standards do not contain adequate or appropriate safety standards 
because of novel or unusual design features of an airplane, special 
conditions are prescribed under the provisions of Sec.  21.16.
    Special conditions, as appropriate, as defined in Sec.  11.19, are 
issued in accordance with Sec.  11.38 after public notice and become 
part of the type certification basis in accordance with Sec.  21.101 
(b)(2).
    Special conditions are initially applicable to the model for which 
they are issued. Should the applicant apply for a supplemental type 
certificate to modify any other model already included on the same type 
certificate to incorporate the same novel or unusual design feature, 
the special conditions would also apply to the other model under the 
provisions of Sec.  21.101.

Novel or Unusual Design Features

    Sagem plans to incorporate certain novel and unusual design 
features into an airplane for which the airworthiness standards do not 
contain adequate or appropriate safety standards for protection from 
the effects of HIRF.

[[Page 35149]]

These features include dual EFIS systems and associated components, 
potentially susceptible to the HIRF environment that were not envisaged 
by the existing regulations for this type of airplane.

Protection of Systems for High Intensity Radiated fields (HIRF)

    Recent advances in technology have given rise to the application in 
aircraft designs of advanced electrical and electronic systems that 
perform functions required for continued safe flight and landing. Due 
to the use of sensitive solid-state advanced components in analog and 
digital electronics circuits, these advanced systems are readily 
responsive to the transient effects of induced electrical current and 
voltage caused by the HIRF. The HIRF can degrade electronic systems 
performance by damaging components or upsetting system functions.
    Furthermore, the HIRF environment has undergone a transformation 
that was not foreseen when the current requirements were developed. 
Higher energy levels are radiated from transmitters that are used for 
radar, radio, and television. Also, the number of transmitters has 
increased significantly. There is also uncertainty concerning the 
effectiveness of airframe shielding for HIRF. Furthermore, coupling to 
cockpit-installed equipment through the cockpit window apertures is 
undefined.
    The combined effect of the technological advances in airplane 
design and the changing environment has resulted in an increased level 
of vulnerability of electrical and electronic systems required for the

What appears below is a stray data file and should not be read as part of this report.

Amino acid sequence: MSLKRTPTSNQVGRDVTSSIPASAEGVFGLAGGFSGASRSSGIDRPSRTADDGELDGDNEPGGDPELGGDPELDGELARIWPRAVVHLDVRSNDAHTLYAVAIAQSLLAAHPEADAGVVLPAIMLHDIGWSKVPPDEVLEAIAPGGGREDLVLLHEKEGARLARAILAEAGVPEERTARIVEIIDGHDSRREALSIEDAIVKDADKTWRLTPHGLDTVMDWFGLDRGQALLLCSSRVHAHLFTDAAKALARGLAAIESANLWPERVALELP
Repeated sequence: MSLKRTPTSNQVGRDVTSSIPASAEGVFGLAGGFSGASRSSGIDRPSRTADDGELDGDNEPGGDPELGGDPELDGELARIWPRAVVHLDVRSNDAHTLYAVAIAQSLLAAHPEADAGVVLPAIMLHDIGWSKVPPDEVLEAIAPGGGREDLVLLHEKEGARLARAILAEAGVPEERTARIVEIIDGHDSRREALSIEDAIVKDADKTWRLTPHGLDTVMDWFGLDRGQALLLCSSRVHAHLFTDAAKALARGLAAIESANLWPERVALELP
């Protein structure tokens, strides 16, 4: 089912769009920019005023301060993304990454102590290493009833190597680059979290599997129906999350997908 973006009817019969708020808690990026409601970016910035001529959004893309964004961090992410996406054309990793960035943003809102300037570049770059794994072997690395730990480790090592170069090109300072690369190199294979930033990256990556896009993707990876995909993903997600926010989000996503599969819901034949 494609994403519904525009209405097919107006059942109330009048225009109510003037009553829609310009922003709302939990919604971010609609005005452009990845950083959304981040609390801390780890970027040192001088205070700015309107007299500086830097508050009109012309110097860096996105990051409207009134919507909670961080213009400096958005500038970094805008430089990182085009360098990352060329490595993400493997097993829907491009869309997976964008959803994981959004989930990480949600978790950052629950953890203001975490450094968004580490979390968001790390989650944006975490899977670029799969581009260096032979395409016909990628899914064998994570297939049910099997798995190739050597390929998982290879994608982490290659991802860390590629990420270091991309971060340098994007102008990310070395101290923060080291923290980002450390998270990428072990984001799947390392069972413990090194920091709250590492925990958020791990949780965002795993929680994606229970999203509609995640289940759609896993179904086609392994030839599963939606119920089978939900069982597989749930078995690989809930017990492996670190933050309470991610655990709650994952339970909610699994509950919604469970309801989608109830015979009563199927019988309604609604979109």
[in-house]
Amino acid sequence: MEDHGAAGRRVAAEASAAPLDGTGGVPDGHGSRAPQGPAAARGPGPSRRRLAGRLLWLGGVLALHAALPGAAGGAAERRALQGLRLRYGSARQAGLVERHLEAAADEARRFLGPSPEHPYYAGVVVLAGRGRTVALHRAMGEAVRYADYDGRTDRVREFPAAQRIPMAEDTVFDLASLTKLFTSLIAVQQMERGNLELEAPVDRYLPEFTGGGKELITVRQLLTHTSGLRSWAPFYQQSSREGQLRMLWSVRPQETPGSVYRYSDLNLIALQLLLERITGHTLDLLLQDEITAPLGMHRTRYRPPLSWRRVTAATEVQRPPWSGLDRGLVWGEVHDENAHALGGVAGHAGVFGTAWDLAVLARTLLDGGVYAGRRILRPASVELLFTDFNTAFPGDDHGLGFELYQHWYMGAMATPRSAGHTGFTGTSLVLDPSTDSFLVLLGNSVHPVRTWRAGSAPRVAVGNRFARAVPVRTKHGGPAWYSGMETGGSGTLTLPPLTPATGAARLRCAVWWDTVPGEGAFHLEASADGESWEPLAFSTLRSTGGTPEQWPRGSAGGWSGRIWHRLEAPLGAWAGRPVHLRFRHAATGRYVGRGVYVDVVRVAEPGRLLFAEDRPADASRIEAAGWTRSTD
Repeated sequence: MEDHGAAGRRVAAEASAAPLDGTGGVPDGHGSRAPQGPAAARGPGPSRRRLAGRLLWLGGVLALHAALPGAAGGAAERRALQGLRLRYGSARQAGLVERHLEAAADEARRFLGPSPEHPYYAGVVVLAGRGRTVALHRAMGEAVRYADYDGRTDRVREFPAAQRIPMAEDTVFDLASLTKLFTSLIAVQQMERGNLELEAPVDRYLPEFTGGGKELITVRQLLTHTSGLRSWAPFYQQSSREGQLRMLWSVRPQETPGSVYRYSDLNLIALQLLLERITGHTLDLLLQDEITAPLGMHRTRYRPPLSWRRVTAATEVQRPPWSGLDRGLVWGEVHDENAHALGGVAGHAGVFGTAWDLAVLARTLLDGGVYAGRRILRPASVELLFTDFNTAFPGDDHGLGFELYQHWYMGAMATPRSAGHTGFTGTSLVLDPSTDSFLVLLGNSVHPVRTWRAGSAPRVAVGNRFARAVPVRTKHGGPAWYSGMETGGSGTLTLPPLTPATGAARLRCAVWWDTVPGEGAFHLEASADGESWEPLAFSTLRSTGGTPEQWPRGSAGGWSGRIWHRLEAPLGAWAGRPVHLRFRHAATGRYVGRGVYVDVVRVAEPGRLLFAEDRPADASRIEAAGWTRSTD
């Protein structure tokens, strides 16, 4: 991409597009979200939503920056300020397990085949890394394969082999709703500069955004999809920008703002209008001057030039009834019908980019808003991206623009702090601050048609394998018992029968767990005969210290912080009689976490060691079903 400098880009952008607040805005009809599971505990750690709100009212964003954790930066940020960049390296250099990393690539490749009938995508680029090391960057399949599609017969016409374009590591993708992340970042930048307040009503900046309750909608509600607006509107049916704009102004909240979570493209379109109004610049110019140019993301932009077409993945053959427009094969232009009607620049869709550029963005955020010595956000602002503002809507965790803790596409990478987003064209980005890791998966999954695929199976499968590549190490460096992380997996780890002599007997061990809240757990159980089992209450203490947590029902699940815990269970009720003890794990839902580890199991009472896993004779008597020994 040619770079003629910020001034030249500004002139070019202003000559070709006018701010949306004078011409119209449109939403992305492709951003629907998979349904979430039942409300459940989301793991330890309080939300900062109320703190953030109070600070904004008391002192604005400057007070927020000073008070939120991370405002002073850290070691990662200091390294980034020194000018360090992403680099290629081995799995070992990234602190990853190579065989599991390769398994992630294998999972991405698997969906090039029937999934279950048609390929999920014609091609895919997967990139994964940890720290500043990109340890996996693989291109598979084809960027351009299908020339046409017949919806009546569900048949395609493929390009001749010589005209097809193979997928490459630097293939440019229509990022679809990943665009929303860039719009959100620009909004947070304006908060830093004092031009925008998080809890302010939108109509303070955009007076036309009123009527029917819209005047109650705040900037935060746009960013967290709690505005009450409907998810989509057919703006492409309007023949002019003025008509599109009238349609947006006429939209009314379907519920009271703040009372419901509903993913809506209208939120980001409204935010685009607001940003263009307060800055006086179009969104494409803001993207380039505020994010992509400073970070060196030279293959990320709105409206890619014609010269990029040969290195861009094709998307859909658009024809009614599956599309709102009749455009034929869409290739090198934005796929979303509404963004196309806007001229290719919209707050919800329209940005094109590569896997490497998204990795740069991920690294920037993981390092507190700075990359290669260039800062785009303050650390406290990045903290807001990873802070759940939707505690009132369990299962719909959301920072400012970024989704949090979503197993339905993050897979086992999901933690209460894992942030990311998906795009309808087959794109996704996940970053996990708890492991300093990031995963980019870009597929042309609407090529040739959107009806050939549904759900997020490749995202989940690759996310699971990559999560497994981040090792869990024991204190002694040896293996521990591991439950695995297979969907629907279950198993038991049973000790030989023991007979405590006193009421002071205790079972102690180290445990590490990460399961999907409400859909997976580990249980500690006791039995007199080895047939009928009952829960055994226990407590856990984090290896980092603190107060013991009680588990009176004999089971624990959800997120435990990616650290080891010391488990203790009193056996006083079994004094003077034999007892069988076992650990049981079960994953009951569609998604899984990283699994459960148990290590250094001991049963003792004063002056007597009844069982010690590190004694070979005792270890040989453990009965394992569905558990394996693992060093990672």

continued safe flight and landing of the airplane. Effective measures 
against the effects of exposure to HIRF must be provided by the design 
and installation of these systems. The accepted maximum energy levels 
in which civilian airplane system installations must be capable of 
operating safely are based on surveys and analysis of existing radio 
frequency emitters. These special conditions require that the airplane 
be evaluated under these energy levels for the protection of the 
electronic system and its associated wiring harness. These external 
threat levels, which are lower than previous required values, are 
believed to represent the worst case to which an airplane would be 
subjected in the operating environment.
    These special conditions require qualification of systems that 
perform critical functions, as installed in aircraft, to the defined 
HIRF environment in paragraph 1 or, as an option to a fixed value using 
laboratory tests, in paragraph 2, as follows:
    (1) The applicant may demonstrate that the operation and 
operational capability of the installed electrical and electronic 
systems that perform critical functions are not adversely affected when 
the aircraft is exposed to the HIRF environment defined below:

------------------------------------------------------------------------
                                                        Field strength
                                                       (volts per meter)
                      Frequency                      -------------------
                                                        Peak     Average
------------------------------------------------------------------------
10 kHz-100 kHz......................................        50        50
100 kHz-500 kHz.....................................        50        50
500 kHz-2 MHz.......................................        50        50
2 MHz-30 MHz........................................       100       100
30 MHz-70 MHz.......................................        50        50
70 MHz-100 MHz......................................        50        50
100 MHz-200 MHz.....................................       100       100
200 MHz-400 MHz.....................................       100       100
400 MHz-700 MHz.....................................       700        50
700 MHz-1 GHz.......................................       700       100
1 GHz-2 GHz.........................................      2000       200
2 GHz-4 GHz.........................................      3000       200
4 GHz-6 GHz.........................................      3000       200